St Andrew’s Parish Church of Scotland

Main Street, West Linton, EH46 7EE

© 2016 St Andrew’s Parish Church of Scotland West Linton  |  Scottish Charity Number SC003938

When or how Christianity came to the upper Lyne valley is uncertain, but it is significant that the early name of the parish was Linton Roderick, after the Christian king of Strathclyde, Rydderich Hael, patron and supporter of St. Mungo whose monks came to the district as early as the end of the 6th century.

As a gesture of gratitude, in an undated charter (reckoned to be around 1160) Richard Comyn conveyed the Church and adjacent land "for the weal of his soul" to the Abbot and monks of Kelso. By this arrangement the Abbot took over from the Bishop of Glasgow the pastoral care of the parish and the Vicars of Linton were under the supervision of Kelso till the Reformation in 1560.  

The present Church planned in 1780, was erected in 1781 and extensively remodelled in 1871. Remains of a pre-Reformation Church and manse are still to be seen in the old Kirkyard, including two recesses in the wall - the "holes" in which stood the minister's bee skeps.

Around the gallery you can see carvings of 11 biblical texts. The central one, “God is Love”, is more visible from the pulpit than by the regular worshippers in the pews.

The Church of West Linton has roots that go far back into the past.

Inside the Church a special feature is the carving at the windows, the pulpit, the Communion Table and the front of the gallery. This was the work of two ladies, Miss Jane Fergusson of Spitalhaugh and Mrs Woddrop of Garvald in the latter part of the 19th century.

The stone font is a unique relic of the pre-Reformation Church.  Part of it was salvaged from the river-bed in 1929 and pieced together with the remaining fragments which were in private possession.  It was set on a wrought-iron stand and after the passage of centuries it is in use again for the Sacrament.  

The stained-glass window on the east gable commemorates the ministries of the Forresters, father and son, who served the parish successively, for 93 years, and another member of the family, an Edinburgh lawyer.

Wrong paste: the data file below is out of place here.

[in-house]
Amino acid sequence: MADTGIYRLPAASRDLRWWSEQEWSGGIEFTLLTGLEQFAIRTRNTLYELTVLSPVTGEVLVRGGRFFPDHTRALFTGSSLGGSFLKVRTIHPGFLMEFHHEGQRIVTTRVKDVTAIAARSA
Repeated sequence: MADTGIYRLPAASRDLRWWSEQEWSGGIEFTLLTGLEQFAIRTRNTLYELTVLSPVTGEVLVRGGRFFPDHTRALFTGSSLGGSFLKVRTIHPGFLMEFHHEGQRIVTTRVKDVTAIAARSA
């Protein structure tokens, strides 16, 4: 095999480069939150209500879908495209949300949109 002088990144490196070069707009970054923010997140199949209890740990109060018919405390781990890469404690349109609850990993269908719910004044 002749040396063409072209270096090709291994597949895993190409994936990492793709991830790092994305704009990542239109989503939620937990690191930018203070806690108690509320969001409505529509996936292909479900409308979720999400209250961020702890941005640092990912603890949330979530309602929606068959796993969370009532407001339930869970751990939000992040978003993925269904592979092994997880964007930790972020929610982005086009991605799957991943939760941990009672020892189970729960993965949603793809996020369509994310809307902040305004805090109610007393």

On the right and left of the pulpit the windows are associated with the Fergusson family.  The most recent additions to the stained glass are the two windows under the gallery - a memorial to the men of the parish who fell in two World Wars.  The window on the left shows, the Cross of Sacrifice; the one on the right symbolises the Spirit of Peace.  They are the work of a distinguished Glasgow artist, Sadie McLellan.

On the left of the main entrance is a bronze plaque recording the visit of the Queen and the Duke of Edinburgh to the Church on 1st July 1966. Other memorials and furnishings tell their own story. These walls have stood and echoed to the praise of God for more than 200 years.

Today this is the home of a thriving worshipping community.  Many generations have cared for this building including our own.  Faith in the Lord Jesus built it.  That same faith has sustained it and today that faith is still the inspiration of those who serve and worship here.

In 2010 we celebrated 850 years of Christian witness in West Linton. We used St Andrew’s flag as the background for our logo reflecting the enduring nature of our faith.